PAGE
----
Jack D. Hunter's Blog

24 July 2007

Ahoy! A word (or two) from our sponsor (me):

I hope this finds you all in fine fettle, whatever a fettle is. I have just this day finished writing my 17th novel, and I'm suffering post partem depression, ringing ears, shaking hands, and eyes so blurred they absolutely refuse to look at the dictionary to find what a fettle is. Should you really care, you are invited to consult Webster's yourself. Meanwhile, I'll fake it by kicking back in my plush fettle, sipping a tall cool fettle from a crystal fettle and fettling a tune on my Stradivarius fettle, hoping it will be fine, like yours.

The new novel is entitled The Ace, and it's a 450-page fictional look at the gigantic boondoggle, con game, scam, crap shoot, and fettle fettle that accompanied America's debut in World War I. The focus is on the AEF's airplane drivers and their rigors in the antediluvian fline-masheen castoffs they inherited from the punch-drunk French and British. The manuscript is now en route to the desk of my agent, Sandra Birnhak, in Manhattan, who will supervise the work's travels through the murky labyrinth of today's mainstream publishing world, where, it is presumed, somebody knows what a fettle is.

I cannot be excited about all this. Having been through the mill so many times, I know that it's now out of my hands and I must wait, stony-faced and unflinching, while the merciless herds inhabiting the world of literary criticism eventually add it to their cud. But no matter what the critics finally decree, I'll know that I've given a huge effort my best shot.

Here's how one embattled (and undeniably verbose) American "arthur" put it:

It is not the critic who counts: not the man who points out how the strong man stumbles or where the doer of deeds could have done better. The credit belongs to the man who is actually in the arena, whose face is marred by dust and sweat and blood, who strives valiantly, who errs and comes up short again and again, because there is no effort without error or shortcoming, but who knows the great enthusiasms, the great devotions, who spends himself for a worthy cause; who, at the best, knows, in the end, the triumph of high achievement, and who, at the worst, if he fails, at least he fails while daring greatly, so that his place shall never be with those cold and timid souls who knew neither victory nor defeat.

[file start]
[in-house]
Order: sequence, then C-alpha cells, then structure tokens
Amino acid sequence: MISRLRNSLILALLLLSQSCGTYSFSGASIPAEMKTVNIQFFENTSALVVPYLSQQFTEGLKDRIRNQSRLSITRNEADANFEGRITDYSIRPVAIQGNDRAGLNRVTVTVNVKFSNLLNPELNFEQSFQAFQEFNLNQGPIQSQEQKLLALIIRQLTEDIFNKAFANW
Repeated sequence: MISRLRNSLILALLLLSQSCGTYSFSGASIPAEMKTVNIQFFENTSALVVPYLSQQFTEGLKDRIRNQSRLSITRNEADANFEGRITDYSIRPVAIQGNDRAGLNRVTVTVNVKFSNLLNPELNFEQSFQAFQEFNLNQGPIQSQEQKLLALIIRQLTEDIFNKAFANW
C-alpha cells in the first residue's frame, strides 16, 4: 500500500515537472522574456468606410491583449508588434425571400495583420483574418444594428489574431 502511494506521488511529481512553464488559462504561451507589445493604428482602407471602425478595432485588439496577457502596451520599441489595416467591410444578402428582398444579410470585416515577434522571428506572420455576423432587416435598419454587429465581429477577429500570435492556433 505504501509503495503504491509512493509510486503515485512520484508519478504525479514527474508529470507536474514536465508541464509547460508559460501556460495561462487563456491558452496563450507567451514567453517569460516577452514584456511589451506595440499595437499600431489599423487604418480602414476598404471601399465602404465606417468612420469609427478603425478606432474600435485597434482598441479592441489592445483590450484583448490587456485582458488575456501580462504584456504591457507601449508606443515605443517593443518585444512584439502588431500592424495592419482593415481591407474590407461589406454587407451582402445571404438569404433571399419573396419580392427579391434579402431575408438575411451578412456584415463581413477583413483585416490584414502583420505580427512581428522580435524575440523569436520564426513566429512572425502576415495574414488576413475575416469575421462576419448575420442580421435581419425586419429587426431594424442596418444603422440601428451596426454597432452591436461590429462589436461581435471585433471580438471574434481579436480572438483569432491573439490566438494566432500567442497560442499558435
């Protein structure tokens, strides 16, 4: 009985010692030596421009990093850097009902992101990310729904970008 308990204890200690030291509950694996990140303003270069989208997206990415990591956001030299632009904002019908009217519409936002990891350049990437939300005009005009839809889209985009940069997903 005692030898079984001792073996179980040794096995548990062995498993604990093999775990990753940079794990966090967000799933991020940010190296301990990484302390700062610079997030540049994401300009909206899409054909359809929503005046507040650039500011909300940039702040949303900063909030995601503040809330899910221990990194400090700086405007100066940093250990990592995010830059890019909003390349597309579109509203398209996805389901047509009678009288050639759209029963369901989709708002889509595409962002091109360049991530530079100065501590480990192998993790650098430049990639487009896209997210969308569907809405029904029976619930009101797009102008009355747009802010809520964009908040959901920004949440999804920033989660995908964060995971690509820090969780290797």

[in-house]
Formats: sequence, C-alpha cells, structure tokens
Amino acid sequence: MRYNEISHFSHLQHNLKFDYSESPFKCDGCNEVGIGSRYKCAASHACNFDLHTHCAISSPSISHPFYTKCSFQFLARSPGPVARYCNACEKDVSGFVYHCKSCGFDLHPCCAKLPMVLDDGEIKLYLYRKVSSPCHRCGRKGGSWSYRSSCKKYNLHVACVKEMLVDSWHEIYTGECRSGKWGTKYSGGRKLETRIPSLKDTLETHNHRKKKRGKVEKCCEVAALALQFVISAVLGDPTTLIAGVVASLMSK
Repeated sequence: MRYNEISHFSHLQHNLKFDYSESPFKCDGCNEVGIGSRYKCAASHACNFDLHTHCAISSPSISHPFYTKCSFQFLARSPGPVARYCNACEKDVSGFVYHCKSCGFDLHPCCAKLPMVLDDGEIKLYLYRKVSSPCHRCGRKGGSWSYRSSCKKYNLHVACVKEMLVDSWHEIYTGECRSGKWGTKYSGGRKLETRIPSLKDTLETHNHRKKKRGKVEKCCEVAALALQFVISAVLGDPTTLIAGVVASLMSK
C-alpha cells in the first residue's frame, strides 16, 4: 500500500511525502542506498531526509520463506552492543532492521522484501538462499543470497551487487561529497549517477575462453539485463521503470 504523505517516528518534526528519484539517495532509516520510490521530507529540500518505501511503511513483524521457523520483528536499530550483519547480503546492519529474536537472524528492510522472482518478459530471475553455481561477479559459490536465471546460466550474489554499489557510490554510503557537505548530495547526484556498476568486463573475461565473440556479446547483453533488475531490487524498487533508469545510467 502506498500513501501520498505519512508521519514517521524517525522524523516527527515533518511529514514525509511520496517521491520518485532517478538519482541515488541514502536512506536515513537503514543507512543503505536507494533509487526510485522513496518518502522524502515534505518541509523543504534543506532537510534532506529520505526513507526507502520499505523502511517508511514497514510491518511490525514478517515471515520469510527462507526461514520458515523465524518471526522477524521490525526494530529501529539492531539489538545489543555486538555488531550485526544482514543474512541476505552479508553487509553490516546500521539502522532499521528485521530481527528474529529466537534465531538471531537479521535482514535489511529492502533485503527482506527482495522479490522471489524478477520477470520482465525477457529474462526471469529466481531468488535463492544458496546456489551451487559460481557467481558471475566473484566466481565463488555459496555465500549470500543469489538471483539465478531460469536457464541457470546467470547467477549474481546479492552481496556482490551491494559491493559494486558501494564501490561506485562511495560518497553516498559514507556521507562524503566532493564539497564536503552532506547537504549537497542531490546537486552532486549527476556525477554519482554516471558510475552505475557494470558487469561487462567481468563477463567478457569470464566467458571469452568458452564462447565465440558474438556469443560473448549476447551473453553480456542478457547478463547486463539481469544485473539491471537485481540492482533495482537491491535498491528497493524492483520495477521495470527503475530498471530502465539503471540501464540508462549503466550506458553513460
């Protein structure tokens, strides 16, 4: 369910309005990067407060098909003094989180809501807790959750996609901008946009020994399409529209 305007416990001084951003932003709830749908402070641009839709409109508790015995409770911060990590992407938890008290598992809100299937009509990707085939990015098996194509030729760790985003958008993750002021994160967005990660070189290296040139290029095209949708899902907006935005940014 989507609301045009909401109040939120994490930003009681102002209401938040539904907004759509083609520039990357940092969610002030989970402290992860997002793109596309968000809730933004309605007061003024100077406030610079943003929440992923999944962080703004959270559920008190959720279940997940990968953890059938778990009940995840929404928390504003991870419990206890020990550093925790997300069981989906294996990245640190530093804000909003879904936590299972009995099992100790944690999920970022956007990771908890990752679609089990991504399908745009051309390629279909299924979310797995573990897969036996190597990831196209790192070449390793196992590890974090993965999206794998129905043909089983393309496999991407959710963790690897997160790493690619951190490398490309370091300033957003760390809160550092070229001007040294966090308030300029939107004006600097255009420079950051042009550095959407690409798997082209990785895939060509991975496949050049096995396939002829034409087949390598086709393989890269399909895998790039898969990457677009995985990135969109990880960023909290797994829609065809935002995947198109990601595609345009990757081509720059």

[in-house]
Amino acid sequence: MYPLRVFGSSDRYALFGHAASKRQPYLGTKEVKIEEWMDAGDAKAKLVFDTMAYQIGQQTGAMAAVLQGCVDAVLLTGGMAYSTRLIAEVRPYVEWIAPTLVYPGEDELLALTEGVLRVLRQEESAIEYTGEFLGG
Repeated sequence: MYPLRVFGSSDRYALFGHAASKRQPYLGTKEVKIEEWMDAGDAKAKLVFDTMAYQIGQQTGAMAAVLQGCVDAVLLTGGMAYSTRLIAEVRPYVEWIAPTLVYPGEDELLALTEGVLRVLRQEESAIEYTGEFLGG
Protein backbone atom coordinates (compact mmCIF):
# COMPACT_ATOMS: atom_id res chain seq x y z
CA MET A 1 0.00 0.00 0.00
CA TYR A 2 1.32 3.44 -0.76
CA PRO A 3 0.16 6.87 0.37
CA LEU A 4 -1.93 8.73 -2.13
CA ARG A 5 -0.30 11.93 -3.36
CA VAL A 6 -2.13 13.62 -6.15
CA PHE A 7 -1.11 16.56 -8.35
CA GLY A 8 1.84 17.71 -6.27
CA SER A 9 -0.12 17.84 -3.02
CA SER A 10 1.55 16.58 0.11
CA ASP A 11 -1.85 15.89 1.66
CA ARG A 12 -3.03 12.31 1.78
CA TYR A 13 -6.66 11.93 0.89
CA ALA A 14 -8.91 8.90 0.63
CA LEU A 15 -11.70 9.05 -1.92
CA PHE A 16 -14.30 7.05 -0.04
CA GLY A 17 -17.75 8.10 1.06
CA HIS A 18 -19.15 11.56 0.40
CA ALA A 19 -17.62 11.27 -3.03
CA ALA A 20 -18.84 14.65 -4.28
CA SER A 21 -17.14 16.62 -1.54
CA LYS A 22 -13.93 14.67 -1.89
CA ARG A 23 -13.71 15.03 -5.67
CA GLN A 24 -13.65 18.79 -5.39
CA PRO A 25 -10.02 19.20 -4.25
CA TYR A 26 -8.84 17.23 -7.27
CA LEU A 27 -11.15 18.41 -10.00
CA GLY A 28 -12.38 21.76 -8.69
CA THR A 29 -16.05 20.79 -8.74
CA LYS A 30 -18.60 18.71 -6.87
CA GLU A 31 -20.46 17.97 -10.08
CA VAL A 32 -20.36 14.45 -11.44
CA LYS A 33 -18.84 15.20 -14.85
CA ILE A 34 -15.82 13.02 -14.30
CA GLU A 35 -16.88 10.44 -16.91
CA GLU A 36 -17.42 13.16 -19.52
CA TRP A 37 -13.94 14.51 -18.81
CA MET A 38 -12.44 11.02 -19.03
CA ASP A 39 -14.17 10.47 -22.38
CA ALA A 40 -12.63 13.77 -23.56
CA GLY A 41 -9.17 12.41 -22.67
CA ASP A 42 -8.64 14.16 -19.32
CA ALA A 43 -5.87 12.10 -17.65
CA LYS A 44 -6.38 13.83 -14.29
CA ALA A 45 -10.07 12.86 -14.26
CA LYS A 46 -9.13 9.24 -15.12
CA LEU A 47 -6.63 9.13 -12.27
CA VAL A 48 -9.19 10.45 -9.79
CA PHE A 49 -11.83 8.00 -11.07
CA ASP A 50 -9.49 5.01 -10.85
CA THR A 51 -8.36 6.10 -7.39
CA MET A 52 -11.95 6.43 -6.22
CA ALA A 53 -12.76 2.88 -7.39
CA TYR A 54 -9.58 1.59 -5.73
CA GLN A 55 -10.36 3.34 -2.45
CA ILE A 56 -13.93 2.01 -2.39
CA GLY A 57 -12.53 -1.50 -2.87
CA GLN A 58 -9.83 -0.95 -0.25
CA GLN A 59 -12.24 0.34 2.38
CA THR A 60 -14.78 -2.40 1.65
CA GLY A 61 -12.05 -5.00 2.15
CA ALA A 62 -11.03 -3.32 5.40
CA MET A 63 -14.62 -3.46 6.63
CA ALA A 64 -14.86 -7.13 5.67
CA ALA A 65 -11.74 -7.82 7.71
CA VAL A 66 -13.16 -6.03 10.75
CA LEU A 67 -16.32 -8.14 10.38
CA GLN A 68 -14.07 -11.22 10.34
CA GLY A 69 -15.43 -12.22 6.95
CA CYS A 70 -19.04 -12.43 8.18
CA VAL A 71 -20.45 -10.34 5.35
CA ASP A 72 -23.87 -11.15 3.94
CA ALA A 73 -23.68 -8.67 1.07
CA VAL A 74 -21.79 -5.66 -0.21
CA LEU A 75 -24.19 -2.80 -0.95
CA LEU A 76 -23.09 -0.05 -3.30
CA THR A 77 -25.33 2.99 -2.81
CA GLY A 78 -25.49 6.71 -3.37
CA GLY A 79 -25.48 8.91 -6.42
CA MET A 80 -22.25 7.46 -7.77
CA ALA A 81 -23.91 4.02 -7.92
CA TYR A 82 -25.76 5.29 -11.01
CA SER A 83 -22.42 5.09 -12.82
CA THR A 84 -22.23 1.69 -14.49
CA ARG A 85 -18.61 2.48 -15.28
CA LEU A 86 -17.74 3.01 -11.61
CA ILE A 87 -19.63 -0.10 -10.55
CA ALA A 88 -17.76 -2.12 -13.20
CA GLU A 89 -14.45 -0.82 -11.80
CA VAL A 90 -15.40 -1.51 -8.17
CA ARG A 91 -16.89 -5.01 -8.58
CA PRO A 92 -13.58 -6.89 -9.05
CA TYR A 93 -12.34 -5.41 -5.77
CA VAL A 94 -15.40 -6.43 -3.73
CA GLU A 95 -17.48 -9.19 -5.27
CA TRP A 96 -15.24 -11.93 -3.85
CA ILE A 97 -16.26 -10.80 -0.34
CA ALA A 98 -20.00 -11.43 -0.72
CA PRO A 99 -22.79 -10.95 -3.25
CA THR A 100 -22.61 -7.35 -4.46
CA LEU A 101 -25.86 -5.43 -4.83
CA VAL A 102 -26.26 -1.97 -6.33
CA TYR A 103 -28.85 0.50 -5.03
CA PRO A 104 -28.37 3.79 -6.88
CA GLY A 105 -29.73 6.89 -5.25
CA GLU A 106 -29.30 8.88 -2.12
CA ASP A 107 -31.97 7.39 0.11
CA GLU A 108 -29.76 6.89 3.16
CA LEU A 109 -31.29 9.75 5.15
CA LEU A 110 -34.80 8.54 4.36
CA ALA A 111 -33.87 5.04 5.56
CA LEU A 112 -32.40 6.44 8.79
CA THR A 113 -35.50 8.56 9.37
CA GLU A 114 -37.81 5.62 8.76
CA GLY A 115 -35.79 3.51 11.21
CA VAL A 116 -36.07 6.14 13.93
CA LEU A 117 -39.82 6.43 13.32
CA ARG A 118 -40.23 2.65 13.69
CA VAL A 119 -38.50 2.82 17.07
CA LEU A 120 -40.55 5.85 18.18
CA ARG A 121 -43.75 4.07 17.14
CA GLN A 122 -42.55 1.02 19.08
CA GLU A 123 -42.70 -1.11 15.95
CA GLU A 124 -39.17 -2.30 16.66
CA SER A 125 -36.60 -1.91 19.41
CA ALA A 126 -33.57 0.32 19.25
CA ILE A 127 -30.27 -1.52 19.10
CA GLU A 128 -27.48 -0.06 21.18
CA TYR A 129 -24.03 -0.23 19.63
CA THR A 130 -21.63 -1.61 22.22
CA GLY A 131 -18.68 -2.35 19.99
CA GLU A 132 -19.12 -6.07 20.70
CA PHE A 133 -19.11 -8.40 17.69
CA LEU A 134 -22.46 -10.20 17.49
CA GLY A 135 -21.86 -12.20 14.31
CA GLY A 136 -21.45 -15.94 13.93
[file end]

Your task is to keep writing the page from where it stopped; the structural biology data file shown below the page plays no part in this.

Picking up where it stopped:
. . . .Theodore Roosevelt Speech at the Sorbonne, Paris, April 23, 1910

(One wonders where the editor was when Teddy slipped that second sentence past him. And in a speech yet!)

Now that the book is finished, I hope to get back to the flat-bed easel and do some new paintings for both the web site and those waiting patiently for commissioned work. I find it very difficult to doff my writer's fedora in the middle of Paragraph four, Page 4,677, Chapter Skeighty-eight, to put on my artist's beret. So when pregnant with a novel I most usually keep singlemindedly forging on, knowing as I do the price of interruption.

I've found that whenever I exchange paint brush for the old PC midstream, I'm likely to suffer the Dang-blast-it-what-the-hale-am-I-doon Syndrome, whose symptoms are four consecutive days of staring out a window, accompanied by the sharpening of seven boxes of No.1 Eberhardt pencils, the making and consumption of 17 peanut butter and jelly sandwiches, the swilling of 45 pots of coffee, the counting of slats in the studio's venetian blinds, the solving of 33 crossword puzzles, the playing (without cheating) of 27 solitaire games, and, roughly, 21 hours of unconsciousness in the recliner.

I've avoided all that this time, and now I'm once again ready to resume my role as Too-Loose La Trek.

Copyright © 2007 by Jack D. Hunter.  All rights reserved.  No part of this document may be reproduced, stored in a retrieval system, or transmitted by any means, electronic, mechanical, photocopying, recording, or otherwise, without written permission from the author.